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Thursday, 08 October 2009

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I'm with you on the history actually, that gives a good account of how our country came to be as it is.
I'd query the content of the last two. What's the New Britain, and what's Modern History to the present?
I'd probably do 1945-1979 and 1979 onwards. I pick 1979 because of the real seachang that that election brough and the subsequent changes still felt today. I was trying to think about another event around that time of 60s-70s, but that seems the most important to me.

Also, what about the rest of the world? Birth of civilisation, Egypt, Greece, Rome, Europe etc. etc.


On the speech, I agree that he tried to tell a traditional Conservative story, but I think he kept straying. I think, personally, he needs to try to alienate some people in order to firm up support. I'm one of those who believes in not trying to please everyone all the time, but that means trying to alientate people too.
While he was largely putting together a Tory Story, he didn't quite reach the heights he was after. I think Osborne has come out of this conference better and looking far more serious

Yes, there is always the difficulty of where to draw the line between history and contemporary affairs. Bring it too up to date and you land il-trained teachers with a real problem of avoiding their own prejudices. Mind you, one of the objects of teaching history is to explain the route by which we reached our present location and condition, and the rate of change over the last 60 years has simply accelerated beyond imagining. It makes sense, I think, to explain quite why British society is so multi-ethnic now.

I'm pretty sure he alienated some people not a million miles from 10 Downing St.! For me, it is not so much a question of trust, more that I remain to be fully convinced by either of them, although I do think that on the whole it was an honest-ish speech and an intelligent one, too. We shall see.

Perhaps because i'm a geek who loves his head in books and history, politics, and anything else that involves lots of essays, but i think these events very important. I'd probably try to squeeze too much in because i thought it too important to leave out.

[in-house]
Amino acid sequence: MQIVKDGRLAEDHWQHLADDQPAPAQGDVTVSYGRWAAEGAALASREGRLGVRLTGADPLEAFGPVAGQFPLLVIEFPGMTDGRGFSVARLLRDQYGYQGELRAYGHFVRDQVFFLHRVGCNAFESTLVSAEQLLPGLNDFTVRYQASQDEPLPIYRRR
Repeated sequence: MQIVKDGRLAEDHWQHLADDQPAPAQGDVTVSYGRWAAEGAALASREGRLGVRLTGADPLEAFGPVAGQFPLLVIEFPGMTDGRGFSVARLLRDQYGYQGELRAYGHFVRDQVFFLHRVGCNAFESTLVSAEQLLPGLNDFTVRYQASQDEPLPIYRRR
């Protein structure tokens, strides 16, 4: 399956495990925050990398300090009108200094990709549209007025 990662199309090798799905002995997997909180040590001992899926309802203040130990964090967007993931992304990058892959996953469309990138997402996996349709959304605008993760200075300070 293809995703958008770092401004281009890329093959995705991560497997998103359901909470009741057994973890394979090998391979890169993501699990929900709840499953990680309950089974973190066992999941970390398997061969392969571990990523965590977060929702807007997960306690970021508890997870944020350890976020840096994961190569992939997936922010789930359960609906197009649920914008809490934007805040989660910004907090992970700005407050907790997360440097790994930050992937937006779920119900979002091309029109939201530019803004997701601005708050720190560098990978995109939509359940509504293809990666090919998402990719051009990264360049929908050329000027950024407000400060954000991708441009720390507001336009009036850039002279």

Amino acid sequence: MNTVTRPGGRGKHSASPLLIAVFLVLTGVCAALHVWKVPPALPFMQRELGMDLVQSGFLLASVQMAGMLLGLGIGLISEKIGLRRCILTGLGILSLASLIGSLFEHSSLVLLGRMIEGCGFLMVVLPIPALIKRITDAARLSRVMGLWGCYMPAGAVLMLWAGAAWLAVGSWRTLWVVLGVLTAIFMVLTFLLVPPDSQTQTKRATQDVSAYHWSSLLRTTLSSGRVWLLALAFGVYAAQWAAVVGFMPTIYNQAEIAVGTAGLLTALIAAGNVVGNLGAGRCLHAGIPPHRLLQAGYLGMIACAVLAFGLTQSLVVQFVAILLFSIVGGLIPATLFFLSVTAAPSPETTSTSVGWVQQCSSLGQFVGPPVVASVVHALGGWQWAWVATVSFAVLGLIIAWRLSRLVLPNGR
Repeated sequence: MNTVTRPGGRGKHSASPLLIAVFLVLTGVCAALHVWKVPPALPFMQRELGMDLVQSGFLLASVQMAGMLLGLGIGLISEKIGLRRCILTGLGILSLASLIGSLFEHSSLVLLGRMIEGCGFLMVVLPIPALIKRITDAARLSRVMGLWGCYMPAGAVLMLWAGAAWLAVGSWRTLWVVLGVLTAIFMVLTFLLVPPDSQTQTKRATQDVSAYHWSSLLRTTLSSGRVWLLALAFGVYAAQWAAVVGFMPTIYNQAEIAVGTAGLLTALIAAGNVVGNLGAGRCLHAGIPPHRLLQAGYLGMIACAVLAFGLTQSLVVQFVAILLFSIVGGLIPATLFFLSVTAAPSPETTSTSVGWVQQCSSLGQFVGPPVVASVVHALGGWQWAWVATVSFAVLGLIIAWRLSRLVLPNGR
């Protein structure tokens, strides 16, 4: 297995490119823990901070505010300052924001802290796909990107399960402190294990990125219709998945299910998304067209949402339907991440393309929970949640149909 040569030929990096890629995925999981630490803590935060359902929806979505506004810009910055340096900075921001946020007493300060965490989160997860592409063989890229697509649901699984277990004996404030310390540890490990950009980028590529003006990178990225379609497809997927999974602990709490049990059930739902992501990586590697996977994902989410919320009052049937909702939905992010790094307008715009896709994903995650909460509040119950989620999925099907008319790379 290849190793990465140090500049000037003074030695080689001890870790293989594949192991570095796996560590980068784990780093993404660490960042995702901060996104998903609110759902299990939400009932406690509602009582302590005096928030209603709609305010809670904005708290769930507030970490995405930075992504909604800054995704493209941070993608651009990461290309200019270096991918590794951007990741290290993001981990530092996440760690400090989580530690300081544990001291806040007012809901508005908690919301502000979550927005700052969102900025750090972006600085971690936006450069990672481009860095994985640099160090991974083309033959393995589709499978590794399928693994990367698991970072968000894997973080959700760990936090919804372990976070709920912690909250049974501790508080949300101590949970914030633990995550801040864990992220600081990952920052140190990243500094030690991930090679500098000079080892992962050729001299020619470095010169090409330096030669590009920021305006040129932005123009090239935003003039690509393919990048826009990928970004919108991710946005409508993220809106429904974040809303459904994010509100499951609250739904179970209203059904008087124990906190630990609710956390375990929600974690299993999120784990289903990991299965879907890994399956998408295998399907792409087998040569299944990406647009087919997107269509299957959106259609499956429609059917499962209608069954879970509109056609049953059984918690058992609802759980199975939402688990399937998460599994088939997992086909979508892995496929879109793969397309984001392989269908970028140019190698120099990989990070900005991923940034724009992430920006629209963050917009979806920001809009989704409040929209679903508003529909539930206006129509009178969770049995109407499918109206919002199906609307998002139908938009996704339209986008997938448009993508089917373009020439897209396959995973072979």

I would put in recent history as it shows where we are, but i would not focus too much on our own other than Huge things (detail to follow)
But i certainly think there needs to me a more world-centric view. I loved things like Egypt at school, and the Roman empire.


He alientated some, of course. He did try to tell a Tory story.
On trust, i try to set my bias aside (very difficult) and on that I'm all in favour of Osborne's approach.
On competance (if i may address your being convinced in those terms) I personally favour Darling as i think he's a good, steady pair of hands. Osborne, to me, is a very skilled politican who i think will be Tory PM one day. But on economic matters i don't trust him, partly because i disagree with his philosophy and partly because imporant serious comentators like Blanchflower and Martin Wolf (never thought i'd agree with him) think he's bonkers in the same way i do.
I believe people should be trusted to do something well, even if it's something i agree with. I should disagree with ends, not the means in some ways. But if those who should agree with Osborne on philosophy AND means think he's off track, then that worried me about his handling

That's OK for primary school children. What's he planning for the Secondaries?

Oh dearie me, you're definitely back, 'Dearieme'!

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